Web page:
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Word classes and part of speech tagging Chapter 5. Outline. Tag sets and problem definition Automatic approaches 1: rule-based tagging Automatic approaches 2: stochastic tagging On Part 2: finish stochastic tagging, and continue on to: evaluation. An Example. WORD. LEMMA. TAG. the - PowerPoint PPT Presentation

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  • Word classes and part of speech tagging

    Chapter 5

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    OutlineTag sets and problem definitionAutomatic approaches 1: rule-based taggingAutomatic approaches 2: stochastic tagging

    On Part 2: finish stochastic tagging, and continue on to:evaluation

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    An ExamplethegirlkisstheboyonthecheekLEMMATAG+DET+NOUN+VPAST+DET+NOUN+PREP+DET+NOUNthegirlkissedtheboyonthecheekWORD

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    Word Classes: Tag SetsVary in number of tags: a dozen to over 200Size of tag sets depends on language, objectives and purpose

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    Word Classes: Tag set examplePRPPRP$

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    Example of Penn Treebank Tagging of Brown Corpus SentenceThe/DT grand/JJ jury/NN commented/VBD on/IN a/DT number/NN of/IN other/JJ topics/NNS ./.

    VB DT NN . Book that flight .

    VBZ DT NN VB NN ? Does that flight serve dinner ?

    See http://www.infogistics.com/posdemo.htm

    Buffalo buffalo Buffalo buffalo buffalo buffalo Buffalo buffalo

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    The ProblemWords often have more than one word class: thisThis is a nice day = PRPThis day is nice = DTYou can go this far = RB

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    Word Class Ambiguity(in the Brown Corpus)Unambiguous (1 tag): 35,340Ambiguous (2-7 tags): 4,100

    (Derose, 1988)

    2 tags3,7603 tags2644 tags615 tags126 tags27 tags1

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    Part-of-Speech TaggingRule-Based Tagger: ENGTWOL (ENGlish TWO Level analysis)Stochastic Tagger: HMM-basedTransformation-Based Tagger (Brill) (we wont cover this)

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    Rule-Based TaggingBasic Idea:Assign all possible tags to wordsRemove tags according to set of rules of type: if word+1 is an adj, adv, or quantifier and the following is a sentence boundary and word-1 is not a verb like consider then eliminate non-adv else eliminate adv.Typically more than 1000 hand-written rules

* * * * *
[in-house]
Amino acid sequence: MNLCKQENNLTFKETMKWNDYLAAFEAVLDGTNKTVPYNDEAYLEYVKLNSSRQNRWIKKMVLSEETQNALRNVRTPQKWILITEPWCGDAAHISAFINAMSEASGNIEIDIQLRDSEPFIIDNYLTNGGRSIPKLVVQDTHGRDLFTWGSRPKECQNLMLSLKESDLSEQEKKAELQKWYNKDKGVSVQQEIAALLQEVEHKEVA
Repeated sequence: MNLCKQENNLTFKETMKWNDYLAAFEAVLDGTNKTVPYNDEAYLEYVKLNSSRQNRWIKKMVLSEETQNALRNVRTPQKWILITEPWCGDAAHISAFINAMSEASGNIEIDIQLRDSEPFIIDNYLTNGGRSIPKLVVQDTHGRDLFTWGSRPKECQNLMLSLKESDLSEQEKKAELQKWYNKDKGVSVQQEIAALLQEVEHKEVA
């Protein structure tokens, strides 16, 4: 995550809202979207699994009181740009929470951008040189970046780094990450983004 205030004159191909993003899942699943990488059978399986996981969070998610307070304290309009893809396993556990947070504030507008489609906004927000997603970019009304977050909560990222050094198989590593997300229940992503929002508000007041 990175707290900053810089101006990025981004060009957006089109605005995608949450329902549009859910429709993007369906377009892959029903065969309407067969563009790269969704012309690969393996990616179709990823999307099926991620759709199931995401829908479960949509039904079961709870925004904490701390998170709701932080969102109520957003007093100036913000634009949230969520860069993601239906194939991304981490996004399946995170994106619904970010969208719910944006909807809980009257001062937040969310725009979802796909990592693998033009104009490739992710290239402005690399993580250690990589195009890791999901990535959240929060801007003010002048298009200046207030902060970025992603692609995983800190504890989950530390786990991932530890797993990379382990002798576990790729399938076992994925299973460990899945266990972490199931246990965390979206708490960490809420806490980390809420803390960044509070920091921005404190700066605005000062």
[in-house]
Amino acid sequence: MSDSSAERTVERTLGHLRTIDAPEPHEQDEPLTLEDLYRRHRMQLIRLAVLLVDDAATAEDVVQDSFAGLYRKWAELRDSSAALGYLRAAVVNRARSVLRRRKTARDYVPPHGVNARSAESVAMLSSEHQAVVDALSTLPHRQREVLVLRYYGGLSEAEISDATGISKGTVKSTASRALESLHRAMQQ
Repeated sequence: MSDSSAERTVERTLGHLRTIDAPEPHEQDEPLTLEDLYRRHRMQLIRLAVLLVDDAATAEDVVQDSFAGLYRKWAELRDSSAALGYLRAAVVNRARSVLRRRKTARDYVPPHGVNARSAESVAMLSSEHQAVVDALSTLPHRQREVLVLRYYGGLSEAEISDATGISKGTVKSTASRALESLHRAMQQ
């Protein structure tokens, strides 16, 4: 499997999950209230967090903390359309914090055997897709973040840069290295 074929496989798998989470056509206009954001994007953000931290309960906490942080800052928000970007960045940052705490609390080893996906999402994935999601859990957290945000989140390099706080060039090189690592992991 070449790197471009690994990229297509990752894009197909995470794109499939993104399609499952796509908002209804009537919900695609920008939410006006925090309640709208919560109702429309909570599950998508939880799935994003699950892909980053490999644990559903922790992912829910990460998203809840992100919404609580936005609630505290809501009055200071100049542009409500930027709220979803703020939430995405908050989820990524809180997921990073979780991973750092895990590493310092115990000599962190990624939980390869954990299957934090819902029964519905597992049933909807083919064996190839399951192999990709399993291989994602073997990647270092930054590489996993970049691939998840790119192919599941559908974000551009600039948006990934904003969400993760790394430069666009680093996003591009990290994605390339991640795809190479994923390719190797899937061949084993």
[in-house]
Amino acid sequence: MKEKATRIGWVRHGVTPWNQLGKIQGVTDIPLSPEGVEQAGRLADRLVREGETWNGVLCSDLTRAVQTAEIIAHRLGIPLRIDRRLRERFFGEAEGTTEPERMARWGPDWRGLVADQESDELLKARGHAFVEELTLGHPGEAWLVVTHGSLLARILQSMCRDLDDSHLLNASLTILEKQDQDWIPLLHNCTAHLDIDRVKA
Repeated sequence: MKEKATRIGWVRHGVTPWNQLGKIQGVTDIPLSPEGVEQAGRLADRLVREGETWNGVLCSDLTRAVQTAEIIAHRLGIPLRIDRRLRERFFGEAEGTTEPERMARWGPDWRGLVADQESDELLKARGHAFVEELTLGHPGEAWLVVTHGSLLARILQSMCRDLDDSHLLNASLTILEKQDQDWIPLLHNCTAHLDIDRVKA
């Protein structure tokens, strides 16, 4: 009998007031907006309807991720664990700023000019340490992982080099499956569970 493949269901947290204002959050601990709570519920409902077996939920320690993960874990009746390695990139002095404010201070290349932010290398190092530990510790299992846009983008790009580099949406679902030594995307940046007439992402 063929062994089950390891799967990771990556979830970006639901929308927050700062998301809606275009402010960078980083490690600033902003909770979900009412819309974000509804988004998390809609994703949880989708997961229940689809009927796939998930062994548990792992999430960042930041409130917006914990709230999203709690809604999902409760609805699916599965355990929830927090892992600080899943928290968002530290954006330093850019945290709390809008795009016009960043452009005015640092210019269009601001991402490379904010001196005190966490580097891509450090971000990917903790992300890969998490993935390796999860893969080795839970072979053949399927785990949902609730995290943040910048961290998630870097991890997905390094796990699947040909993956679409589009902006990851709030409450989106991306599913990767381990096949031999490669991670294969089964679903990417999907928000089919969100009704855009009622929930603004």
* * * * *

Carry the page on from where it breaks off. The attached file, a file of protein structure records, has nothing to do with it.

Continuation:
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    Sample ENGTWOL LexiconDemo: http://www2.lingsoft.fi/cgi-bin/engtwol

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    Stage 1 of ENGTWOL TaggingFirst Stage: Run words through a morphological analyzer to get all parts of speech.Example: Pavlov had shown that salivation PavlovPAVLOV N NOM SG PROPER hadHAVE V PAST VFIN SVO HAVE PCP2 SVO shownSHOW PCP2 SVOO SVO SV thatADV PRON DEM SG DET CENTRAL DEM SG CS salivationN NOM SG

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    Stage 2 of ENGTWOL TaggingSecond Stage: Apply constraints.Constraints used in negative way.Example: Adverbial that rule Given input: that If (+1 A/ADV/QUANT) (+2 SENT-LIM) (NOT -1 SVOC/A) Then eliminate non-ADV tags Else eliminate ADV

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    Stochastic TaggingBased on probability of certain tag occurring given various possibilitiesRequires a training corpusNo probabilities for words not in corpus.

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    Stochastic Tagging (cont.)Simple Method: Choose most frequent tag in training text for each word!Result: 90% accuracyBaselineOthers will do betterHMM is an example

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    HMM TaggerIntuition: Pick the most likely tag for this word.Let T = t1,t2,,tn Let W = w1,w2,,wnFind POS tags that generate a sequence of words, i.e., look for most probable sequence of tags T underlying the observed words W.

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    Toward a Bigram-HMM TaggerargmaxT P(T|W)argmaxTP(T)P(W|T)argmaxtP(t1tn)P(w1wn|t1tn)argmaxt[P(t1)P(t2|t1)P(tn|tn-1)][P(w1|t1)P(w2|t2)P(wn|tn)]To tag a single word: ti = argmaxj P(tj|ti-1)P(wi|tj)How do we compute P(ti|ti-1)?c(ti-1ti)/c(ti-1)How do we compute P(wi|ti)?c(wi,ti)/c(ti)How do we compute the most probable tag sequence?Viterbi

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    * Speech and Language Processing - Jurafsky and Martin *Disambiguating race

    Speech and Language Processing - Jurafsky and Martin

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    * Speech and Language Processing - Jurafsky and Martin *ExampleP(NN|TO) = .00047P(VB|TO) = .83P(race|NN) = .00057P(race|VB) = .00012P(NR|VB) = .0027P(NR|NN) = .0012P(VB|TO)P(NR|VB)P(race|VB) = .00000027P(NN|TO)P(NR|NN)P(race|NN)=.00000000032So we (correctly) choose the verb reading,

    Speech and Language Processing - Jurafsky and Martin